What are crypto airdrops?

Imagine waking up one day and finding free tokens in your crypto wallet.

It may sound too good to be true, but it’s actually more common than you think. This is called a crypto airdrop, a popular marketing technique that involves sending (or “dropping”) tokens to a wallet address to promote awareness of a new cryptocurrency and get more people trading it when it lists on an exchange as an initial coin offering (ICO).

Airdrops are popular because they provide simple and low-cost advertising. They’re also beneficial to users, simply because it is seen as free money. Likewise, if the token’s value increases over time or surges drastically, this could result in immense profits at zero capital.

How to earn crypto airdrops

In order to take part in airdrops and earn tokens, you’ll need these three things – a cryptocurrency wallet, base tokens and access to information.

The majority of crypto projects are created on top of - or forked off from - base tokens such as EOS (EOS), Ether (ETH) and Bitcoin (BTC). Therefore, base tokens are required if you want to participate in an airdrop.

It’s also important to have a valid email address and certain social media accounts. This is because most airdrops require you to sign up or apply for the whitelist via email. On the other hand, some will ask you to promote their project on your social media profiles. Once these actions are completed, you’ll be rewarded with airdropped tokens.

But where can you find these projects in the first place? According to Blockgeeks, the best way to find airdrops is by following relevant Twitter accounts, joining certain Telegram groups and using online services (e.g., Airdrop Addict and ICO Drops), which notify you of any upcoming projects.

What are the different types of airdrops?

  • Standard airdrop – anyone is eligible for a standard airdrop. All you need to do is sign up for an account with the new project and provide your wallet address during distribution. Standard airdrops involve rewarding users with tokens when certain tasks are completed, such as signing up for a newsletter.

  • Bounty airdrop – in order to receive tokens through a bounty airdrop, you’ll need to engage in some promotional activity. This includes promoting the project on social media platforms (e.g. Facebook and Twitter), signing up for the project’s newsletter and joining a forum to discuss the project.

  • Exclusive airdrop – this type of airdrop is specifically reserved for followers of a particular cryptocurrency or blockchain community. Unlike a standard or bounty airdrop, exclusive airdrops are usually given out without any action needed.

Take the Uniswap exchange for instance. In September 2020, the platform distributed 2,500 of its UNI tokens to its loyal users, worth $1,200 at the time.

  • Holder airdrop – holder airdrops are usually given to users who already hold certain tokens. In some cases, Ethereum community members have been offered free tokens from a new project that was created on the blockchain.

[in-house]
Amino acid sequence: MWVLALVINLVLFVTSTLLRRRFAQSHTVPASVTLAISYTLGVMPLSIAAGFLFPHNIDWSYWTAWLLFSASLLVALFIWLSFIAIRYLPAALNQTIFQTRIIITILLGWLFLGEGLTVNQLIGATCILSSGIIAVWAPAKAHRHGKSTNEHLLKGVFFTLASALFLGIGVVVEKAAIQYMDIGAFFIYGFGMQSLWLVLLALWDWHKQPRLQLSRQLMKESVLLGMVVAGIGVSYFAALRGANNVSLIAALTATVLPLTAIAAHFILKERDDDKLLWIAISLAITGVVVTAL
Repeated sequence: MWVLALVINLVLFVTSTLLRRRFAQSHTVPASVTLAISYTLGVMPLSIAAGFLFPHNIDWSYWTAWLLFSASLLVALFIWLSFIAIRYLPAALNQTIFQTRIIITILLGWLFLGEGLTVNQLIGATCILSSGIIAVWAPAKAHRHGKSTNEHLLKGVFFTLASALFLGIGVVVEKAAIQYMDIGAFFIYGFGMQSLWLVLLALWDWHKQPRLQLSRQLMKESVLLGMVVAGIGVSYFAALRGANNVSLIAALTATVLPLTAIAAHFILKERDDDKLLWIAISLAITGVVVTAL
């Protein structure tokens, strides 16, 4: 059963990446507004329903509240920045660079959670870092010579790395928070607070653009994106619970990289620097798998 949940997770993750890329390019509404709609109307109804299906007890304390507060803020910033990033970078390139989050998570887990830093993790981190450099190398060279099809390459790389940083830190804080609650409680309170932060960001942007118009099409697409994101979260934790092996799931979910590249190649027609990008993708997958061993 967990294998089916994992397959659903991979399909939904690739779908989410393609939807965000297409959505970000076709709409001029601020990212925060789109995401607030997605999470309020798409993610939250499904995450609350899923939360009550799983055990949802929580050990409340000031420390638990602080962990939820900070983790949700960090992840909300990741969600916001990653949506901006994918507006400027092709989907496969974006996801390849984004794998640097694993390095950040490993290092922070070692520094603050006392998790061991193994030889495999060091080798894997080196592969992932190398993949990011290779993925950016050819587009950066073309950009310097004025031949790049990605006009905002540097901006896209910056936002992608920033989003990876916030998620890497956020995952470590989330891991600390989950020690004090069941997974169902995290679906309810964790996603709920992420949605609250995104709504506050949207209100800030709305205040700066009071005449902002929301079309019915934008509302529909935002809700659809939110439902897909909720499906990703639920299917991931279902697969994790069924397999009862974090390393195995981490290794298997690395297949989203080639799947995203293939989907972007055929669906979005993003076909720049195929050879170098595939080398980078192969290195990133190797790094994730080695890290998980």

• Hard fork airdrop – not a typical airdrop. A hard fork is a change in the blockchain’s protocol, causing it to split into two separate networks. The original network and its coin will continue with the old rules, while the new network and token will follow the new and upgraded protocol. When this split happens, users who held the original token will be given an equal amount of the new token. You can find out more about blockchain forks here.

How to look out for airdrop scams

Crypto airdrops are a great way for a project to promote new tokens and for users to grow their portfolio. However, it has also become a gateway for scammers to phish for personal information.

This type of scam typically involves minting a fake token and sending it to users. They attract users by showing an impressive USD exchange rate, incentivising them to exchange or transact the token. But in reality, the fake tokens have no value and cannot be exchanged or transacted.

The user is then directed to the scam’s website, where they are asked to connect their wallet in order to gain approval to exchange the token. It’s been reported that users are either exposed to a high fee in order to gain this approval, or will have their funds stolen once they connect their wallet to the fraudulent website.

So, how can you avoid this? Like all scams out there, it’s important to do your own research on the project and make sure not to give away any personal information. This includes your private key, as this will immediately give scammers access to your funds. Legitimate airdrops are free, so will never request this information.

You can also test the waters by attempting to exchange the token you’ve been given. If you find that you’re unable to do this, it’s very likely to be scam. You can also check the liquidity and market cap of the token through trusted tracking websites such as Good Crypto and PooCoin.

Please note that Wirex does not participate in crypto airdrops. If you receive an airdrop of free WXT tokens in your wallet, this is a scam. Your safety and security are important to us, so please keep this in mind to avoid being targeted by fraudsters.

6 Likes

Whats your biggest airdrop ?

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Hmm , i this were i started XD

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Thanks wirex for this wonderful post. Kinda had a craze last year with participating in airdrops, in which 90 percent I participated are scams😢. But research always help, only participating on legit airdrops now like on wirex!

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Bare with is wirex will give you new life :heart:

I was lucky with few airdrops. 1000 STX, 4 LPT, 208 XLM

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Haven’t got nothing worth a brag yet, but I know that people who stay active on hunt get rewarded quite generously! :sun_with_face: